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Self-powered, Blood-activated Sensor Detects Pancreatitis Quickly For As Little As $1
Self-powered, Blood-activated Sensor Detects Pancreatitis Quickly For As Little As $1 | pancreatic cancer, Research, Brian Zaccheo, College of Natural Sciences, Department of Chemistry and Biochemistry, graduate education, pancreatitis, Richard Crooks, pancreas, inexpensive,

The sensor, which could be produced for as little as a dollar, is built with a 12-cent LED light, aluminum foil, gelatin, milk protein and a few other cheap, easily obtainable materials.

Texas Business reports:  Austin—A new low cost test for acute pancreatitis that gets results much faster than existing tests has been developed by scientists at The University of Texas at Austin.

The sensor, which could be produced for as little as a dollar, is built with a 12-cent LED light, aluminum foil, gelatin, milk protein and a few other cheap, easily obtainable materials.

The sensor could help prevent damage from acute pancreatitis, which is a sudden inflammation of the pancreas that can lead to severe stomach pain, nausea, fever, shock and in some cases, death.

“We’ve turned Reynold’s Wrap, JELL-O and milk into a way to look for organ failure,” says Brian Zaccheo, a graduate student in the lab of Richard Crooks, professor of chemistry and biochemistry.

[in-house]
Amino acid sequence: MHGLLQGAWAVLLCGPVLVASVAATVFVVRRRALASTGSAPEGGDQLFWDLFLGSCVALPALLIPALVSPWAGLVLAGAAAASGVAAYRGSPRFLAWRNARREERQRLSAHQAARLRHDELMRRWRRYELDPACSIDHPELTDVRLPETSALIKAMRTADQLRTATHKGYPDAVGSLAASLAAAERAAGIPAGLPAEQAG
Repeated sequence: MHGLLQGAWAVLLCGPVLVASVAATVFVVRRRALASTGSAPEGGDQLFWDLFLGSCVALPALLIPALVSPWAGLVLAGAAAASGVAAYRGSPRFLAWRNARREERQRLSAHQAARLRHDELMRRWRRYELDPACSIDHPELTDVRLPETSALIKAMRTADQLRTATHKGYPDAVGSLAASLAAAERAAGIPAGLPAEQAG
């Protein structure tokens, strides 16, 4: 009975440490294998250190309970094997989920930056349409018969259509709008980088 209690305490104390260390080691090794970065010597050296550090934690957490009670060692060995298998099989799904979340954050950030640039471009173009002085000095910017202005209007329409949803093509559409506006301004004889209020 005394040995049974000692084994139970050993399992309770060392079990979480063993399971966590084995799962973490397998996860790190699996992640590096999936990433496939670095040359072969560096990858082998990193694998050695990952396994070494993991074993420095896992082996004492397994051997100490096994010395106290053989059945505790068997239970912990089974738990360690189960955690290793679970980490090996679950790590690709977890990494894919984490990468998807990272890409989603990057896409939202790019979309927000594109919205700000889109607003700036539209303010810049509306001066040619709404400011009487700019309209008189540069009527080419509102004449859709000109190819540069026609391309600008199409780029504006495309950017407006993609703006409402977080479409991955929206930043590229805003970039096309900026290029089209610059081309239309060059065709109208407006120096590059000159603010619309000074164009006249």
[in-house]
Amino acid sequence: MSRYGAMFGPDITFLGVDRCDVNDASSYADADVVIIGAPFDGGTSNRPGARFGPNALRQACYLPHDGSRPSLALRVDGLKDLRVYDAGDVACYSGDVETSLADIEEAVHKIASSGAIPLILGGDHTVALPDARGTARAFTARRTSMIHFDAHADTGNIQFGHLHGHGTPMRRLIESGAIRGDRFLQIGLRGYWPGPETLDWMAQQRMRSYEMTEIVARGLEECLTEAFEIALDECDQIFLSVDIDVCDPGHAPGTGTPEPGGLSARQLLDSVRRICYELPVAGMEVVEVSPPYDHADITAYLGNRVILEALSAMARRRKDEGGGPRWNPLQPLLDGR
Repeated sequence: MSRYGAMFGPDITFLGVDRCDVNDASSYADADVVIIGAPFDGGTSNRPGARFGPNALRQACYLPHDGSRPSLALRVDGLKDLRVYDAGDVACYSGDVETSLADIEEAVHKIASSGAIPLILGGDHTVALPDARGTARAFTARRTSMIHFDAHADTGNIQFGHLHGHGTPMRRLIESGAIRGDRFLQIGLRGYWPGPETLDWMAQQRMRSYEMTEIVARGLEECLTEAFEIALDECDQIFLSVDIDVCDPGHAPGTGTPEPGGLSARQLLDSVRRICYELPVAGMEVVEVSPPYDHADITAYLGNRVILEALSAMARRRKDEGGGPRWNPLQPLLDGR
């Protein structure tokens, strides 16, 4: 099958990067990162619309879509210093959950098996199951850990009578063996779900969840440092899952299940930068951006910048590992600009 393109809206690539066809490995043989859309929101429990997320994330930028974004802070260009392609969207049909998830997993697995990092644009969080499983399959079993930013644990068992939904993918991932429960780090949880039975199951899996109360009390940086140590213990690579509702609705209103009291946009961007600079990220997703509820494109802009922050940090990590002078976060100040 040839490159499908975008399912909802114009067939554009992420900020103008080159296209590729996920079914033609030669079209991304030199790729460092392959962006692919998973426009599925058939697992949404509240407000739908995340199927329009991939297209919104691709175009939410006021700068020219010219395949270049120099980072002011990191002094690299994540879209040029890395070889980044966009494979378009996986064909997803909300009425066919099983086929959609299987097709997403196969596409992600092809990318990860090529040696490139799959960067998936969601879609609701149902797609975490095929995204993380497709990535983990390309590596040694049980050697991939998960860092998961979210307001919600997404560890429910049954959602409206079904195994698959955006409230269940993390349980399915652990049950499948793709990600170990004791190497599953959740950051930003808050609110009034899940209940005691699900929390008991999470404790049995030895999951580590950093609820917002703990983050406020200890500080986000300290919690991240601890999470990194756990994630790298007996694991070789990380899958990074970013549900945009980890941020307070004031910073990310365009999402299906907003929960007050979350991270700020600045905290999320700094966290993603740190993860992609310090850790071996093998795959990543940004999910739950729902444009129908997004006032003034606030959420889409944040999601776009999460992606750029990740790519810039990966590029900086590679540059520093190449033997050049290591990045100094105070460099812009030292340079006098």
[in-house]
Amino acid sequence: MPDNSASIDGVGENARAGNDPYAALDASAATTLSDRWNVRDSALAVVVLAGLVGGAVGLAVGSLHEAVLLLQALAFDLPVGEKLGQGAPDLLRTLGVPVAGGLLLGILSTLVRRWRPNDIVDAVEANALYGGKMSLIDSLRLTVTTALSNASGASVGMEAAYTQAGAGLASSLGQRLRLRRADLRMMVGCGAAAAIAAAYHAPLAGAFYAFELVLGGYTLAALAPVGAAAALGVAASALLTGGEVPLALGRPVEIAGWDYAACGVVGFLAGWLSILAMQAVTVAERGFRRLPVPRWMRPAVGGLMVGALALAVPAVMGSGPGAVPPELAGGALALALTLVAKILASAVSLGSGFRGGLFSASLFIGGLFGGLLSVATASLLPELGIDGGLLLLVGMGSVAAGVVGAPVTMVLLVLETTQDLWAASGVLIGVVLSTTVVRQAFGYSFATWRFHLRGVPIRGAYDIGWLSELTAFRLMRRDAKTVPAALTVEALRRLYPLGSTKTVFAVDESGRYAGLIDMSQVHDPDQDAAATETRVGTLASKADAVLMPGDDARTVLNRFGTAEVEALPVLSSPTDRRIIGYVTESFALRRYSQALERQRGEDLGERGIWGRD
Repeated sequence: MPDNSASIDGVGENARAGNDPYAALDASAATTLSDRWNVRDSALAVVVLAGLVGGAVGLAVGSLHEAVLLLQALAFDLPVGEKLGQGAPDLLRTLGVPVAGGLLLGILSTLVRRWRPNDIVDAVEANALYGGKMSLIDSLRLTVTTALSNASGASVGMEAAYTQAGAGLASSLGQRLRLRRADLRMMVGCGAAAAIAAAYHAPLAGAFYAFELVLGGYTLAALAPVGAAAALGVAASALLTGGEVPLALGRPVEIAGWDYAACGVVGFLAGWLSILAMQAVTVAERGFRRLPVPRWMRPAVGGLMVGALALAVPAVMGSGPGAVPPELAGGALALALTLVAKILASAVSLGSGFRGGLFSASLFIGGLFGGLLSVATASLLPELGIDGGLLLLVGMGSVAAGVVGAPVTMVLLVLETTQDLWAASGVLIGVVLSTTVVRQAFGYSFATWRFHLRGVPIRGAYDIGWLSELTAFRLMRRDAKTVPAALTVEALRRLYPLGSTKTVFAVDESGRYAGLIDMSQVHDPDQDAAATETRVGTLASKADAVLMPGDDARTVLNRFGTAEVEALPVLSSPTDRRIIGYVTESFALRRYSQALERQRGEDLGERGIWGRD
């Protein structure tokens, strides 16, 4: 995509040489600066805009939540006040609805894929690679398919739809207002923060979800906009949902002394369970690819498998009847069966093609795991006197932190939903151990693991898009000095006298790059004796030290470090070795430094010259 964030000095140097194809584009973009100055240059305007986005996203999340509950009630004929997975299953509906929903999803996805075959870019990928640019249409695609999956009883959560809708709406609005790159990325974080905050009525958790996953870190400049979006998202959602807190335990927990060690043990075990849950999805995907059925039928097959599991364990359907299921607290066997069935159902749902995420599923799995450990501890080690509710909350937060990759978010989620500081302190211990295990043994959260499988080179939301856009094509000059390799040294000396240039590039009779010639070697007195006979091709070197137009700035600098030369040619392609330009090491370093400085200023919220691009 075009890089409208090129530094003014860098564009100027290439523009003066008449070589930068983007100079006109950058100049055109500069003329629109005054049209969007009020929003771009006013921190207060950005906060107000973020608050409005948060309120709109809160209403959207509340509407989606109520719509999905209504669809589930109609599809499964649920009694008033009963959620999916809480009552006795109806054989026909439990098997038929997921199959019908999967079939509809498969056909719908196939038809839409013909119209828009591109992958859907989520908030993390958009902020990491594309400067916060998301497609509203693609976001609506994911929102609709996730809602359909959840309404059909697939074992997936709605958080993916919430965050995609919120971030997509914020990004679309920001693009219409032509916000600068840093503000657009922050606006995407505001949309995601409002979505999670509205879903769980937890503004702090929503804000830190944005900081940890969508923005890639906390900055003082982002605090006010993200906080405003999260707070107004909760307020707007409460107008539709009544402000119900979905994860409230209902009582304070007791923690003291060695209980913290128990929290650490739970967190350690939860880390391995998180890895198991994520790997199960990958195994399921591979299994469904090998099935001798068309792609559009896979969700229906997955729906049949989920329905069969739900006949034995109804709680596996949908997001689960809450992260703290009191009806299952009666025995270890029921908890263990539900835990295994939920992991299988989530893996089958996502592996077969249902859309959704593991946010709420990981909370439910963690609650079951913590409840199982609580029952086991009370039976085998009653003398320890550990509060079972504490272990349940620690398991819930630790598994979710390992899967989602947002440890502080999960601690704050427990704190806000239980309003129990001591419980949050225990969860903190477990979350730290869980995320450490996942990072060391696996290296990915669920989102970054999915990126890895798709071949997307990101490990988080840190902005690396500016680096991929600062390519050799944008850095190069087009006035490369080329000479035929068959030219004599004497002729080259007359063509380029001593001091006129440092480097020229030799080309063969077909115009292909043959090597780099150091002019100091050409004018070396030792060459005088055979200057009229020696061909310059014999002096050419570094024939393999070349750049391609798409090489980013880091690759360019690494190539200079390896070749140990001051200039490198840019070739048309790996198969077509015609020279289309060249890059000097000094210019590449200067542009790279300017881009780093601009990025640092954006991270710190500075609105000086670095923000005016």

The sensor, which is about the size of a matchbox, relies on a simple two-step process to diagnose the disease.

In step one, a bit of blood extract is dropped onto a layer of gelatin and milk protein. If there are high levels of trypsin, an enzyme that is overabundant in the blood of patients with acute pancreatitis, the trypsin will break down the gelatin in much the same way it breaks down proteins in the stomach.

 In step two, a drop of sodium hydroxide (lye) is added. If the trypsin levels were high enough to break down that first barrier, the sodium hydroxide can trickle down to the second barrier, a strip of Reynold’s wrap, and go to work dissolving it.

The foil corrodes, and with both barriers now permeable, a circuit is able to form between a magnesium anode and an iron salt at the cathode. Enough current is generated to light up a red LED. If the LED lights up within an hour, acute pancreatitis is diagnosed.

“In essence, the device is a battery having a trypsin-selective switch that closes the circuit between the anode and cathode,” write Zaccheo and Crooks in a paper recently published in Analytical Chemistry.

Zaccheo and Crooks, who have a provisional patent, can envision a number of potential uses for the sensor. It might help providers in the developing world who don’t have the resources to do the more complex tests for pancreatitis. It could be of use in situations where batteries are in short supply, such as after a natural disaster or in remote locations. And because of the speed of the sensor, it could be an excellent first-line measure even in well-stocked hospitals.

For Zaccheo, the most appealing aspect of the project isn’t so much the specific sensor. It is the idea we might be able to save time, money and even lives by adopting this kind of low-tech approach.

“I want to develop biosensors that are easy to use but give a high level of sensitivity,” he said. “All you need for this, for instance, is to know how to use a dropper and a timer.”